Cathy takes the floor

By the time Cathy took the floor, it was nearly time to go home. I think she may have intended to give us a flavour of the book, and put some flesh on the pictures of various aspects of the SCR which were rotating on the screen all during the launch. However, by the time she had thanked all those who had contributed to the birth of the book, and got over her shock of having more than sold out the box she had brought with her, it was time for the library to pack up for another day.


Gerry Fleming, opened up the records

I first met Cathy through her PP, Fr. Gerry Fleming. She was going to visit the Somme to follow up some WWI family history leads and I had an uncle who was killed there and whose name is up on the Thiepval Memorial. Cathy took a photo of my uncle's name in stone and that was a very precious souvenir for me.

Gerry is also a native of the Dolphin's Barn area and, as well as being able to give Cathy access to parish records both there and in Rialto, I'm sure he had more to contribute from his own family background. He is also my cousin and has been feeding me a wealth of material on his branch of my family.

I said I'd come back to the three "P"s.

Passion: most people who are doing local history have got into it through some connection with place or family. So they are personally involved in their pursuit of the ultimately unattainable. They bring a passion to their quest, as you will quickly find out if you allow them to start talking about it.

Persistence: once they've got the bug, they just won't let go. And this type of research is like real life detective work. Ninety percent sweat and tears and ten per cent luck, when you hit the golden seam. I was advised to go into therapy before I started out on my own searches, and given some of what I found I can see why.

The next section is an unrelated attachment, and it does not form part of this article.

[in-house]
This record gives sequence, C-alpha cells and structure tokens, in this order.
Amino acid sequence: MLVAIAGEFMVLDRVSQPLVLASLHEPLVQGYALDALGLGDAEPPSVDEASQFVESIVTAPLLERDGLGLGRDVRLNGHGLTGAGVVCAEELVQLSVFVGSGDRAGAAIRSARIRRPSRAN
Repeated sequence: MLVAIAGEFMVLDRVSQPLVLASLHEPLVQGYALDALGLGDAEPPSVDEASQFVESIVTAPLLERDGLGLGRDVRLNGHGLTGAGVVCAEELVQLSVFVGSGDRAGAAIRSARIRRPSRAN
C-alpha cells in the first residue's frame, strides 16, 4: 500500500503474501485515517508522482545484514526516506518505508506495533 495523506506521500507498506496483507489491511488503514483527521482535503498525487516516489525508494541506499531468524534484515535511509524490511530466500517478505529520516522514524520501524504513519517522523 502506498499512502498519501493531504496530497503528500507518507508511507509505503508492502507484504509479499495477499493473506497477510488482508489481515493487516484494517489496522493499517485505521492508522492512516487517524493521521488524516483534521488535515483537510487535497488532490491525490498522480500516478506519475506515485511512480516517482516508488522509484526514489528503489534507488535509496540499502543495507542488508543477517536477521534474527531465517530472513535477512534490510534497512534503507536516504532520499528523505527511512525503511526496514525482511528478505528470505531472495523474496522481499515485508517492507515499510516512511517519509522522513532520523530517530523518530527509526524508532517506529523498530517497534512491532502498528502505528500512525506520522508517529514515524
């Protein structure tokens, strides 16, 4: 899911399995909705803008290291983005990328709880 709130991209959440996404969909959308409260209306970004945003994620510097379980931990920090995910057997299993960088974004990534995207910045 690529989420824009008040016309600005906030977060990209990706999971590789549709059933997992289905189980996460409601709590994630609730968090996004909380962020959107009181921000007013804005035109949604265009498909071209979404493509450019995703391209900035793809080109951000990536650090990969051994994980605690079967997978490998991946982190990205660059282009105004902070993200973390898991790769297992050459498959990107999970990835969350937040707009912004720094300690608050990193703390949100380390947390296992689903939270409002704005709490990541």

Personality: not necessarily of the researcher but of those they discover. I am constantly asked how far back I have got. Fortunately I can mention the period of the French Revolution in 1789, but that is not really the point. Most of the pleasure I have got from my searches has been in the personalities and stories of the characters I was chasing. I compare it to a tv soap, but this is your own soap.

Finally, I can claim my own family associations with the SCR.

The most direct is my rejection by Synge Street CBS, which I gather from last evening I share with Séamas.

My grandfather married out of Arnott Street, but his statistic is not included in Cathy's book as he is not recorded in the 1911 census. He was a commercial traveller and must have been away on the night of the census and not been recorded wherever he was staying the night. There might even be another story there if I had the patience to follow it up.

My great great-grandfather retired, with two of his daughters, to Bridge Stores, between the SCR and the canal, and these two maiden grand-aunts were on the receiving end of the German bombing of the SCR in May 1941.

My grand-uncle (by marriage), Paddy Medlar, lived for a while in Windsor House on the SCR in Dolphin's Barn/Rialto, but eventually ended up at Leonard's corner, where the family initially shared a house with two Jewish families and did the usual Sabbas Goyim needful for them at weekends.

Another maiden grand-aunt lived for a while in Curzon Street, as did my godmother.

So I'm not exactly detached in my reaction to the SCR.